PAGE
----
“I take this opportunity of offering my sincere thanks to the different journals and newspapers, both in India and outside, for their appreciative review of the first edition of the three volumes. My special thanks are due to the ‘American Historical Review’ (April 1962, January 1964) for a comparative estimate of my ‘History of the Freedom Movement’ and that by Dr. Tarachand published by the Government of India.”
Nonetheless, Majumdar’s work on the Freedom Movement has not attracted the attention that it merits. It will probably take another generation before both scholars and the public can face up to the reality of Gandhi’s failures both as a national leader and as a unifier of Hindus and Muslims. A prominent political dynasty and its courtiers and camp followers are living in opulence while claiming his legacy – in stark contrast to the life of simplicity and service that the Mahatma himself followed and advocated.
It is clearly beyond the scope of this essay to cover everything covered by Majumdar in his three volumes. But it is such a major work, and yet so little known to the public at large, that a summary of his main conclusions would serve to highlight the magnitude of the distortion of history carried out by his successors. This is all that is attempted here. For the most part, the present essay is a summary of Volume III.
The Freedom Movement: Bose’s Contribution Ignored
Historically speaking, the most important fact to emerge from a restudy of the Indian Freedom Movement is the following: it was Subhas Bose, rather than Gandhi or his associates, who contributed the most to India’s freedom in 1947. This represents a radical change of perspective but rests on unimpeachable authority. In the Introduction, I had noted that in the second edition of his Voume III, Majumdar produced startling new evidence that confirmed his earlier claim that Subhas Bose’s contribution to Indian independence in 1947 was probably greater than Gandhi’s.
We shall be looking at Bose’s leadership of the INA and its campaigns later in the article, but first a look at the evidence Mujumdar referred to. It comes from no less a person than Clement Attlee, the Prime Minister who took the decision to grant independence to India. Since this is of fundamental importance, it is worth placing it on record. The full details can be found in Majumdar, Volume III pages 609 -10.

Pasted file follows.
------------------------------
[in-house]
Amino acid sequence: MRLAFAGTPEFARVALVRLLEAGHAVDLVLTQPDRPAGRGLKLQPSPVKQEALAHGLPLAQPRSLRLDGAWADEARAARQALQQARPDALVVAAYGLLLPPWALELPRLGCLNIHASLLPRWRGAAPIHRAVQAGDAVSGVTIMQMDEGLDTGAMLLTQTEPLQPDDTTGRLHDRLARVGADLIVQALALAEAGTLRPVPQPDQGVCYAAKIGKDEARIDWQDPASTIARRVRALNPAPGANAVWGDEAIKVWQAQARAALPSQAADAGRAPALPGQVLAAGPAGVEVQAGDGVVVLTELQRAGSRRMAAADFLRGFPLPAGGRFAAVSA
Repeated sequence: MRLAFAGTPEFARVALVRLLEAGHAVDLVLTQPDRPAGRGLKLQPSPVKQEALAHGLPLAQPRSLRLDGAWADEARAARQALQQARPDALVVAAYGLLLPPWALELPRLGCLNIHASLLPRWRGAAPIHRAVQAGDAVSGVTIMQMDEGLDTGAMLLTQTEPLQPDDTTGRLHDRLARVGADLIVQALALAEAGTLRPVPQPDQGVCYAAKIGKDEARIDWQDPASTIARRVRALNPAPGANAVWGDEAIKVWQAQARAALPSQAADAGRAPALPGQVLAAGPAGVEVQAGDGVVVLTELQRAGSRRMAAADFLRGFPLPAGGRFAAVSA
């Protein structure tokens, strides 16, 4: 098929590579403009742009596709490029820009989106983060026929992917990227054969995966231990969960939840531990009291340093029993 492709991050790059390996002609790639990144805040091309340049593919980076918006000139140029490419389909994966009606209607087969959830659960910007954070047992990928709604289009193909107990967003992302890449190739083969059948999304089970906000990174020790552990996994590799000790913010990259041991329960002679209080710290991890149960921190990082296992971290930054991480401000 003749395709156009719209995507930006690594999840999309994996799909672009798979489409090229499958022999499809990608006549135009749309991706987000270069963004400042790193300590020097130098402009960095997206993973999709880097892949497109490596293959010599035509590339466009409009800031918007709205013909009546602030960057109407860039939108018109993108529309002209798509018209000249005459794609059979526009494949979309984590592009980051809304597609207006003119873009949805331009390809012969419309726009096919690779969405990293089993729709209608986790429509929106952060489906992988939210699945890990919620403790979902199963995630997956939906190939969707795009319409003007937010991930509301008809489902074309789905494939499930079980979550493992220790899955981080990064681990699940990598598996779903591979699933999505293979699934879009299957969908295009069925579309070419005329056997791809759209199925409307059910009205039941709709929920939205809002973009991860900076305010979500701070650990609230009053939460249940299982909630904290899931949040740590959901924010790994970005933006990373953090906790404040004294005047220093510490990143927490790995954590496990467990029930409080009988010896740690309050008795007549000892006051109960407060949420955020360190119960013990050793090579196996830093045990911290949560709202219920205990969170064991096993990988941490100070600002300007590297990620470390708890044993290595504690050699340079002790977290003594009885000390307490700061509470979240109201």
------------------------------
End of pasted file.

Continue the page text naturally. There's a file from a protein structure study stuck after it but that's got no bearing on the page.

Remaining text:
When B.P. Chakravarti was acting as Governor of West Bengal, Lord Attlee visited India and stayed as his guest for three days at the Raj Bhavan. Chakravarti asked Attlee about the real grounds for granting independence to India. Specifically, his question was, when the Quit India movement lay in ruins years before 1947 where was the need for the British to leave in such a hurry. Attlee’s response is most illuminating and important for history. Here is the Governor’s account of what Attlee told him:
In reply Attlee cited several reasons, the most important were the activities of Netaji Subhas Chandra Bose which weakened the very foundation of the attachment of the Indian land and naval forces to the British Government. Towards the end, I asked Lord Attlee about the extent to which the British decision to quit India was influenced by Gandhi’s activities. On hearing this question Attlee’s lips widened in a smile of disdain and he uttered, slowly, putting emphasis on each single letter – “mi-ni-mal.” (Emphasis added.)
Chakravarti later mentioned this conversation with Attlee in a speech broadcast on All India Radio, but left out all references to Gandhi. (He should not have.) Majumdar had reached the same conclusion years earlier, as far back as 1948. This writer (Rajaram) can support the conclusion on the basis of discussions with men and officers of the Indian armed forces of the period – including his own relatives. In any event, we have Attlee’s own authoritative words.
The crucial point to note is that thanks to Subhas Bose’s activities, the Indian Armed Forces began to see themselves as defenders of India rather than of the British Empire. This, more than anything else, was what led to India’s freedom. This is also the reason why the British Empire disappeared from the face of the earth within an astonishingly short space of twenty years. Indian soldiers, who were the main prop of the Empire, were no longer willing to fight to hold it together.
This also accounts for the outwardly puzzling fact that the Congress Party, dominated by the Nehru-Gandhi dynasty, has tried to turn Subhas Bose into a persona non grata. He poses a serious threat to the political dominance of the dynasty, and could even jeopardize it, taking with it the power and privileges that have accrued to its beneficiaries. Thanks to the Congress domination of Indian institutions for over forty years, history books have been written to serve its interests. This is one of the significant conclusions to follow from a reexamination of recent Indian history.
Gandhi and the Freedom Movement